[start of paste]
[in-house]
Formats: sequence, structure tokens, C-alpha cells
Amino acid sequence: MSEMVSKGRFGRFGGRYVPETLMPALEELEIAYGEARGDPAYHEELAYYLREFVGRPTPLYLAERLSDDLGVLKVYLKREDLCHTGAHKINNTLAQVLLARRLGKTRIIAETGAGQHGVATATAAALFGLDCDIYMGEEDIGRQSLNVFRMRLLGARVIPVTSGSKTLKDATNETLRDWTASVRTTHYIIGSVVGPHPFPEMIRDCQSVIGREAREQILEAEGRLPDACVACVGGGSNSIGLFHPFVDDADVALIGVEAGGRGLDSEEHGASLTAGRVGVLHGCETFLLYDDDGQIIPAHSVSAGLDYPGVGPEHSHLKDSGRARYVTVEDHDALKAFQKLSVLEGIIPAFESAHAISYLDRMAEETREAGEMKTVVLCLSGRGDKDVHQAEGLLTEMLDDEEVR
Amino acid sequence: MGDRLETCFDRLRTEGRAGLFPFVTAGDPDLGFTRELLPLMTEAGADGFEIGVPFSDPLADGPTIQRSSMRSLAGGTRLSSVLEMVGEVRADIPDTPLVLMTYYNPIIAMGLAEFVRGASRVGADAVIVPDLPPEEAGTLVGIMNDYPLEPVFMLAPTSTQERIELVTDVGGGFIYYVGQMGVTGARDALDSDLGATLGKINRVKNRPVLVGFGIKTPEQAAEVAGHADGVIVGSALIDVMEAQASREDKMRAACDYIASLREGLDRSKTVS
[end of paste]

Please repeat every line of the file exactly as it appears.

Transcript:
[in-house]
Formats: sequence, structure tokens, C-alpha cells
Amino acid sequence: MSEMVSKGRFGRFGGRYVPETLMPALEELEIAYGEARGDPAYHEELAYYLREFVGRPTPLYLAERLSDDLGVLKVYLKREDLCHTGAHKINNTLAQVLLARRLGKTRIIAETGAGQHGVATATAAALFGLDCDIYMGEEDIGRQSLNVFRMRLLGARVIPVTSGSKTLKDATNETLRDWTASVRTTHYIIGSVVGPHPFPEMIRDCQSVIGREAREQILEAEGRLPDACVACVGGGSNSIGLFHPFVDDADVALIGVEAGGRGLDSEEHGASLTAGRVGVLHGCETFLLYDDDGQIIPAHSVSAGLDYPGVGPEHSHLKDSGRARYVTVEDHDALKAFQKLSVLEGIIPAFESAHAISYLDRMAEETREAGEMKTVVLCLSGRGDKDVHQAEGLLTEMLDDEEVR
Amino acid sequence: MGDRLETCFDRLRTEGRAGLFPFVTAGDPDLGFTRELLPLMTEAGADGFEIGVPFSDPLADGPTIQRSSMRSLAGGTRLSSVLEMVGEVRADIPDTPLVLMTYYNPIIAMGLAEFVRGASRVGADAVIVPDLPPEEAGTLVGIMNDYPLEPVFMLAPTSTQERIELVTDVGGGFIYYVGQMGVTGARDALDSDLGATLGKINRVKNRPVLVGFGIKTPEQAAEVAGHADGVIVGSALIDVMEAQASREDKMRAACDYIASLREGLDRSKTVS